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How Lawyers Get Rich

And why the late Dugald Christie was deemed eccentric for trying to redeem his profession's reputation.

Rafe Mair 7 Aug

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Dugald Christie gave us his all.

Many of you will have heard this song before. Yet the tragic and untimely death of Dugald Christie last week reminds us that the song must be heard again -- and again, and again -- until those in charge of our affairs listen to the people.

Christie, who was killed in an Ontario highway accident while cycling to Ottawa to promote affordable access to justice, was the lawyer who gave up the good life to help others. It really isn't more complicated than that. And for his pains he was called eccentric, a word defined by Merriam-Webster as "deviating from conventional or accepted usage or conduct especially in odd or whimsical ways, e.g. an eccentric millionaire." Or by extension, I should think, an eccentric lawyer. Christie, whom I interviewed several times, would have been pleased to be so defined, because his eccentricity was what made him so effective and admired.

But why would he be called eccentric? Didn't he practice law in the courts as others do? He didn't carry with him some magic potions. There were no peculiarities of personality that made him different. So why eccentric?

Because he did his work for nearly nothing -- the nearly being just what he could cadge, mostly from other lawyers who salved their own consciences by seeing that he was (most modestly) fed, clothed and housed.

The word eccentric is a wonderful key to this man and his philosophy, because turned on its head it discloses a legal profession that long ago lost its way -- and its eccentricity -- by staying in hard pursuit of the god Mammon. Somewhere along the way the lawyer -- and I was no exception -- decided that he had a special value to society that entitled him to enormous sums of money but with few if any obligations to that society.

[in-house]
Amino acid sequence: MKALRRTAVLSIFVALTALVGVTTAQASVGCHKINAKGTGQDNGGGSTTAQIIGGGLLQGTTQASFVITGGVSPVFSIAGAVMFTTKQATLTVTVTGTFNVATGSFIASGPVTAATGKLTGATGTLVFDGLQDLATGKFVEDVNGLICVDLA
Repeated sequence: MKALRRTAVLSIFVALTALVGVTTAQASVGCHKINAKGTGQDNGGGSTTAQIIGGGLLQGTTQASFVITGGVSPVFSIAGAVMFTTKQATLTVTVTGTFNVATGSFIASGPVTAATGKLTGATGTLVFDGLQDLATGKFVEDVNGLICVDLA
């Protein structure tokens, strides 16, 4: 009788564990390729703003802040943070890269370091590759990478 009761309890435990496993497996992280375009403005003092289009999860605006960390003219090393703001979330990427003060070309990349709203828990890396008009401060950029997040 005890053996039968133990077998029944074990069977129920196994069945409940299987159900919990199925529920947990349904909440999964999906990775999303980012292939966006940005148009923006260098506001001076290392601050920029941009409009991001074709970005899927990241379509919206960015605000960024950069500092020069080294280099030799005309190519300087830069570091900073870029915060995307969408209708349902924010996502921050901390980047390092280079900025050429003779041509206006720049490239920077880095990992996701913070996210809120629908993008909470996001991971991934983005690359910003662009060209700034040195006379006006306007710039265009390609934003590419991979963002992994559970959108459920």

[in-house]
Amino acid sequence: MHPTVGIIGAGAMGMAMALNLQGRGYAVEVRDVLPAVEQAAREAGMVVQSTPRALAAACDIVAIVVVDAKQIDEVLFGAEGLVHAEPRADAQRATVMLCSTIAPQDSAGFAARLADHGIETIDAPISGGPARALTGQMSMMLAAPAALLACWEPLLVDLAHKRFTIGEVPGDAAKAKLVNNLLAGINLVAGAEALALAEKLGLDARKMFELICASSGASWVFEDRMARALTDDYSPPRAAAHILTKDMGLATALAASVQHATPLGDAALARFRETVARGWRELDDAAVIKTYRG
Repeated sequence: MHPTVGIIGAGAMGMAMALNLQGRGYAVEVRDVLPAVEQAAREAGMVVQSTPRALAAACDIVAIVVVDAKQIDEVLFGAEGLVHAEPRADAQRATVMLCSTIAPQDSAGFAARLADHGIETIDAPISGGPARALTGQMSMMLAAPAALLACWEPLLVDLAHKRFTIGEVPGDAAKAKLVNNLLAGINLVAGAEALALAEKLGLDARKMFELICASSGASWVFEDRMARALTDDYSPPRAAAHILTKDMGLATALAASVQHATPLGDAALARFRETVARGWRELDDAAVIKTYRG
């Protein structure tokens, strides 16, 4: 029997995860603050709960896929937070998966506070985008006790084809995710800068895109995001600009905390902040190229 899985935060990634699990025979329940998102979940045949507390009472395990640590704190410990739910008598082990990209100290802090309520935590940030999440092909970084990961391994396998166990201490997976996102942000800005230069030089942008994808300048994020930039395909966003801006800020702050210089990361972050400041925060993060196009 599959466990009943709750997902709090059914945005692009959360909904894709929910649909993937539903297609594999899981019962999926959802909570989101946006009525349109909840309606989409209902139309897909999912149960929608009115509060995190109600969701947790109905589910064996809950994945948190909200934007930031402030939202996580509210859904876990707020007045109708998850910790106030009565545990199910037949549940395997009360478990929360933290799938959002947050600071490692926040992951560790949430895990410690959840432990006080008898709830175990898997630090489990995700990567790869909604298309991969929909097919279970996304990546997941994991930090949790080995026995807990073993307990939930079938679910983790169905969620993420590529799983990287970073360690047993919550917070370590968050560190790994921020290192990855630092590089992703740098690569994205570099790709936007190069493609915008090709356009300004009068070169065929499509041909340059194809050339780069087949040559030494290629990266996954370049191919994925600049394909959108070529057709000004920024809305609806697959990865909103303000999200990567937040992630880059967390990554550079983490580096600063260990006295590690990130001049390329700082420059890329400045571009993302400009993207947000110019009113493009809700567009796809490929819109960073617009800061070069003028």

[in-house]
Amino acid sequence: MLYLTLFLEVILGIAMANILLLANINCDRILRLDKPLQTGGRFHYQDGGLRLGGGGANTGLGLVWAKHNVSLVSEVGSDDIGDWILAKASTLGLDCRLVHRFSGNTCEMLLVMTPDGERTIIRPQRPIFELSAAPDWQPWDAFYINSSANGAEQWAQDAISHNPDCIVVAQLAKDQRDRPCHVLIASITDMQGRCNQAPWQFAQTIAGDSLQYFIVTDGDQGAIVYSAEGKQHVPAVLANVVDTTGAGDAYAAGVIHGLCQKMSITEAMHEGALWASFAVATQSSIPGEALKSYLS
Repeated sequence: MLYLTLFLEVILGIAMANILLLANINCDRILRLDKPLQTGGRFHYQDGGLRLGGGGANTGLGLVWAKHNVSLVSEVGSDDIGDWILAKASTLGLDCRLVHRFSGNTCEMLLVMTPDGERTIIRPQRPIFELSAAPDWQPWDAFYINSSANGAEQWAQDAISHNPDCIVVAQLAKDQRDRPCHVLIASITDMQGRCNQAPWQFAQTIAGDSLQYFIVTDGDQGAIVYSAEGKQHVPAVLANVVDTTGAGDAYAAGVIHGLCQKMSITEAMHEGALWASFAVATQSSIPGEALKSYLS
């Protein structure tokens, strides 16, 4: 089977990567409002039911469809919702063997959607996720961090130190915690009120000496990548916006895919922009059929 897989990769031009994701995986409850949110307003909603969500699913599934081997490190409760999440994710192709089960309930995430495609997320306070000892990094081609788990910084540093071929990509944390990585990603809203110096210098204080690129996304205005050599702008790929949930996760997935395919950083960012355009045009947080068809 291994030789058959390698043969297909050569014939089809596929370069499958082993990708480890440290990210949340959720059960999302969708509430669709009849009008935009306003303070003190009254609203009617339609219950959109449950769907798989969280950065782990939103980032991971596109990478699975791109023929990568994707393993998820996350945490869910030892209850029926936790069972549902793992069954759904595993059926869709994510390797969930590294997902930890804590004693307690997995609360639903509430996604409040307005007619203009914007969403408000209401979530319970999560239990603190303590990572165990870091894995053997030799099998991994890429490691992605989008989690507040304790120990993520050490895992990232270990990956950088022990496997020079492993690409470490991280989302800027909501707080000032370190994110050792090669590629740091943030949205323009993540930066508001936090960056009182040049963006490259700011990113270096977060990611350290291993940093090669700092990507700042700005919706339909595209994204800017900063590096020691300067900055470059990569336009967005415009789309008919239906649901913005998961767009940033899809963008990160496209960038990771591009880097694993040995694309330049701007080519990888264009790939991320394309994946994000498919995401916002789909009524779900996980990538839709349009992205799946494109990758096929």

Lawyers also came to understand, consciously or unconsciously, that they couldn't be valuable just for their forensic skills or draftsmanship. They needed the power that goes with exclusivity and exclusivity requires an incomprehensible catechism -- incomprehensible to others, of course. No lawyer living today is responsible for this -- he inherited the profitable system. What lawyers are responsible for -- Dugald Christies apart -- is their failure to do anything about it.

Why all the lawyers?

It's interesting to note that Japan, a free and democratic country, highly industrialized, with 127 million people, has 17,000 lawyers. B.C., with a population of 4.1 million, has according to the B.C. Law Society about 11,000! Japan is a highly developed society, sometime banker to the world, and you would think the place would be crawling with attorneys. B.C., a resource-producing province with only one city of any real size, is in fact overrun with them. That means there is one lawyer for every 370 British Columbians and one for every 7,000 in Japan! In the United States it's estimated that there are one million lawyers for just under 400 million people. (You do the math, I've exhausted my arithmetical skills!)

Why is this so? Does North America, and especially B.C., have such a complicated society that we need lawyers in very nook and cranny in the land? I am sure there are cultural differences, but since Japan has a democracy very like that of Canada, it's hard to believe that they don't have similar legal problems in similar quantities. While there is a danger of damning with faint evidence to go on, I'll do that anyway.

In the past five years or so I've been involved in two lawsuits -- one private and one as a broadcaster. Having once practiced law, I suppose I shouldn't have been surprised at what I saw. In each case there were exhausting examinations for discovery. Day after day, dragging out huge dollops of unimportant and irrelevant minutiae, then adjournments, then back at it again. In neither case were we dealing with difficult legal questions -- either I owed my ex-wife more money (I did) or I libelled someone (I didn't at trial but did in the Court of Appeal).

Now in neither case do I criticize those suing me. In fact, quite the contrary. They had a right to sue me if they wished; that's what democracy is all about. I say it shouldn't have been so difficult and costly for them to do so. Moreover, the endless examinations for discovery and multiple adjournments to be paid for by the loser placed them -- and me for that matter -- at an unacceptable risk for simply exercising their right to go to court.